Trendwire, June 26, 2008

Trendwire, June 26, 2008

TrendWire

Trendwire, June 26, 2008

 

The Food Channel Trendwire
June 18, 2008 • Volume 22, Number 12 • http://www.foodchannel.com
IN THIS EDITION

Prank Marketing Increasing in Popularity

Can a prank sell a product? Apparently it can, assuming that the target of the ruse is pleased with the product. Two nationwide chains are working to get their products noticed in a new way. Hardees/Carl’s Jr. and Pizza Hut recently tricked consumers into eating their foods in an unlikely venue, a high-end sit-down restaurant. (We covered this story briefly on our website at http://www.foodchannel.com/stories/496-first-pizza-hut-now-hardee-s.)

In the case of Hardee’s/Carl’s Jr., it built an actual, albeit fake, gourmet burger-only restaurant called Grade A Restaurant (complete with its own website, http://www.grade-a-restaurant.com) strictly for the purpose of testing the company’s theory that its burgers are just as good as something you’d get in a high-end restaurant. The advertising agency decked out the “restaurant” complete with fake reviews, awards, a chef bio, and on and on. The company hired improvisational actors to act as wait staff, kitchen staff (including Chef Thomas), and other customers, and took it an extra step by hiring a food inspector and even a restaurant critic to interject some drama into the situation. In each TV spot a single accomplice brings the target into the restaurant. Everyone else in the joint is in on the prank. A maitre d’ sets the scene, chatting up the guests as he seats them, then a waiter takes it the next step by explaining the burger-only concept and daily special. Hidden microphones and cameras capture the dinner conversation and the before/after reaction to the burger. Visit http://www.fakerestaurant.com to see the Hardee’s take on the ruse, including the short TV spots, director’s cut extended versions, and testimonials from five separate customers. The Hardee’s ad started running last month, and the Carl’s Jr. spots begin on June 22, in their respective markets.

In the Pizza Hut (www.pizzahut.com) version of the prank, 50 New Yorkers come to a pasta tasting at Tuscani restaurant. In the middle of the scheduled pasta tasting, the chef announces he didn’t cook. Another MC of some sort declares that “Pizza Hut delivered the pasta!” Quick cutaways to the diners seem to indicate they are pleasantly surprised at the news. But Pizza Hut didn’t take the same steps (such as giving lots of details of the setup, behind the scenes information, and postprank interviews) that Hardee’s did. In fact, it’s tough to find any info at all about the commercials themselves, even on the Pizza Hut website. So the commercial lacks much of the authenticity that the Hardee’s/Carl’s Jr.’s spots have. In fact, the blogosphere is full of critics who say the pasta couldn’t actually fool true foodies. As one blogger put it:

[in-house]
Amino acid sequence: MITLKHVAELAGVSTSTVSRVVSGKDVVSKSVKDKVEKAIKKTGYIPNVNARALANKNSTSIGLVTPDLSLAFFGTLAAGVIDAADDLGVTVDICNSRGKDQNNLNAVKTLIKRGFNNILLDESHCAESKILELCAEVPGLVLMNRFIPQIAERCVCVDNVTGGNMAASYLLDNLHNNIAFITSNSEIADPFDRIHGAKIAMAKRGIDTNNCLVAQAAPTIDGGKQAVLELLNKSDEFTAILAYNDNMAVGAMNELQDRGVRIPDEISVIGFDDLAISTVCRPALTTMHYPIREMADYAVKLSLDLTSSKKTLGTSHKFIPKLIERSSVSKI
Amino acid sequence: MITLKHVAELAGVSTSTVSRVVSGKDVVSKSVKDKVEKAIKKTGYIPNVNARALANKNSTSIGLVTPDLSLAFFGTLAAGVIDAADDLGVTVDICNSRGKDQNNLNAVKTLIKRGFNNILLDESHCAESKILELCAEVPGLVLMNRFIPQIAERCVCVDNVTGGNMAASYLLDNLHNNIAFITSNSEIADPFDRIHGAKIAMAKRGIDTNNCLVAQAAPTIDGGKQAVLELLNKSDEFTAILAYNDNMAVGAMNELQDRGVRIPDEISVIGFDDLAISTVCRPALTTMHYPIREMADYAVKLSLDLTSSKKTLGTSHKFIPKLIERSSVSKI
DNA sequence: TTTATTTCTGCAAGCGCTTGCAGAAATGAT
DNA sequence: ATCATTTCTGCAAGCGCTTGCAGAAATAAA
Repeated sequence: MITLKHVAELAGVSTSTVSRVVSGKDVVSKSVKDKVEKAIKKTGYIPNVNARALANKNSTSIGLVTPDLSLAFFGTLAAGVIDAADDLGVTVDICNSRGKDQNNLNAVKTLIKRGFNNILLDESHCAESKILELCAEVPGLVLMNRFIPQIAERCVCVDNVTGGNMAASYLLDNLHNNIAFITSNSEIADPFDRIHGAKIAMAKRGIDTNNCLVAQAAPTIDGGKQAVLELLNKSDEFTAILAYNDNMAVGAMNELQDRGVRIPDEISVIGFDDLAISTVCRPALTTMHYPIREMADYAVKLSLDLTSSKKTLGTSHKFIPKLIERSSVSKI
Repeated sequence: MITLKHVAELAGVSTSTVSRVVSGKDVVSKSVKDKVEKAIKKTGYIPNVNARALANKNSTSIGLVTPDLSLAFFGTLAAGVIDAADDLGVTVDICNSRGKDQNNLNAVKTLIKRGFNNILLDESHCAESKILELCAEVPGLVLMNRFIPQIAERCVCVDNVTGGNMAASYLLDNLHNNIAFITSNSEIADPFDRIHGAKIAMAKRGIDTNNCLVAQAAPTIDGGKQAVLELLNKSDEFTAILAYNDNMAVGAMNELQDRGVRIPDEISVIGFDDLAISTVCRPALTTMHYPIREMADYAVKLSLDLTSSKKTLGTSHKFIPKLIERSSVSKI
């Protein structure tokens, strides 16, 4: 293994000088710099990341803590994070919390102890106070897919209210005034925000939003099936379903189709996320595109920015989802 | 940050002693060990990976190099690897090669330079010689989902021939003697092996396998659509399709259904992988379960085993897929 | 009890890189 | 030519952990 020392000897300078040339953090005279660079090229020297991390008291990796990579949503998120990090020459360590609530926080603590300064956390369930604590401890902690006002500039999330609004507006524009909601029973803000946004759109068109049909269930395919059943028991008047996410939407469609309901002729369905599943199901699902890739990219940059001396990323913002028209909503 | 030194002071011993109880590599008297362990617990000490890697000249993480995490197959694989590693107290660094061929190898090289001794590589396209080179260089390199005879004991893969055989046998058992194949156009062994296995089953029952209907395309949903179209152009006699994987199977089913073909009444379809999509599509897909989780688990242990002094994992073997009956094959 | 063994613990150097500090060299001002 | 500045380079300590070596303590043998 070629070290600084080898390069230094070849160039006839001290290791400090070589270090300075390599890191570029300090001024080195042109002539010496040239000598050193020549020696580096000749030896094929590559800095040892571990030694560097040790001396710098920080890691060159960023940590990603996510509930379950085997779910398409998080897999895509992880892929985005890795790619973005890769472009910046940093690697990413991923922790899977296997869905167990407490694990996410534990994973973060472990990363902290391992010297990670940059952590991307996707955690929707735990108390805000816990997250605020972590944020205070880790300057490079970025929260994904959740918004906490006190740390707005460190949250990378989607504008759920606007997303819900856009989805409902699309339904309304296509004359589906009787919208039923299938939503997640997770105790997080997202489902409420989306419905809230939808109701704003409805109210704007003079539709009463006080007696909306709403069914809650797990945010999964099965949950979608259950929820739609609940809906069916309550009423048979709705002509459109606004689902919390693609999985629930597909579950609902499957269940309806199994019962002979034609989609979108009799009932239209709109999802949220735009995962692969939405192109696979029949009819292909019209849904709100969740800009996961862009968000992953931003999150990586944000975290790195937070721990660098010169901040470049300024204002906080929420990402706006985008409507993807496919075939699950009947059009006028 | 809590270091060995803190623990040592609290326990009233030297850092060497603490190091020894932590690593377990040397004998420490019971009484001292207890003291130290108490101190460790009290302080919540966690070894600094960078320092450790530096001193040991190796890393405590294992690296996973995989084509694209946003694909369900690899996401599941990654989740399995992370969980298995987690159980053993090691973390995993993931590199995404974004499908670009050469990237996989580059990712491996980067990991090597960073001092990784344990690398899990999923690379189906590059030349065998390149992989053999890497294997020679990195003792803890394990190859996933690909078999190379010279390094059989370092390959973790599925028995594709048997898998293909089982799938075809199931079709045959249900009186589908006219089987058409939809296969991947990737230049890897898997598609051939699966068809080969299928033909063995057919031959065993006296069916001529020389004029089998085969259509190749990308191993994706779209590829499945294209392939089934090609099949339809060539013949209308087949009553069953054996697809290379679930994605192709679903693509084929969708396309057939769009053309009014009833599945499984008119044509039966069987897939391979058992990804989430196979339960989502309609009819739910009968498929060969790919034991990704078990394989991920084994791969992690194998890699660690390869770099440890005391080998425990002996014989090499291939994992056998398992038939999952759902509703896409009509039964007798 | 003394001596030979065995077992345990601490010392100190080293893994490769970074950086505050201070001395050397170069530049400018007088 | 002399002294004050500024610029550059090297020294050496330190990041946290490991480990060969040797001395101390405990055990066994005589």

The people in the commercial weren’t disappointed, though. Here’s why (this is all speculation, but I’m right):

  • They were eating for free.
  • They were eating at a restaurant that had no reputation.
  • They were not people who are used to eating at really nice restaurants on a regular basis.
  • They were selected for their high spirits and ability to be easily delighted.
  • In other words, the whole experience was a treat for those people. They had not bought into anything except to sit there and see what happened next.
  • Excerpted from http://mediamandible.com/2008/05/21/fine-dining-at-pizza-hut/.
  •  

 

It’s interesting to note, though, that Hardee’s/Carl’s Jr. has not experienced the same backlash. We had to taste them for ourselves. Check out our review at our website (http://www.foodchannel.com/stories/357-pizza-hut-changes-to-pasta-hut-).

In some sort of prank within a prank, Pizza Hut was so enthusiastic about the product, it announced it now serves “Pasta so good, we changed our name” to Pasta Hut, as evidenced in its commercial (http://www.youtube.com/watch?v=q_bvRs0C3rE), and by its almost-complete rebranding of the exterior of its Dallas headquarters. It was, in fact, an April Fool’s joke. Check out its announcement (http://www.pizzahut.com/newsroom/2008/aprilFools.aspx).

Burger King played its own prank last year with its Whopper Freakout (www.whopperfreakout.com) campaign. The company told its customers in one restaurant that the company had taken the Whopper off the menu permanently. After several minutes of reactions ranging from disbelief to intense anger, with sentimental rants extolling the virtues of the Whopper and demands to the see the manager, the actors ultimately admit the whole situation was a prank. In some cases, they leave it for the King (yes the Burger King) to silently present a real Whopper to the sad, sad customer, smoothing the whole thing over.

In a world where TiVo and online programming threaten the once ubiquitous 30-second TV commercial, advertisers and agencies are necessarily becoming more creative in capturing the attention of potential customers. Prank marketing is settling in, in the food world, so definitely watch for this trend to continue.


 

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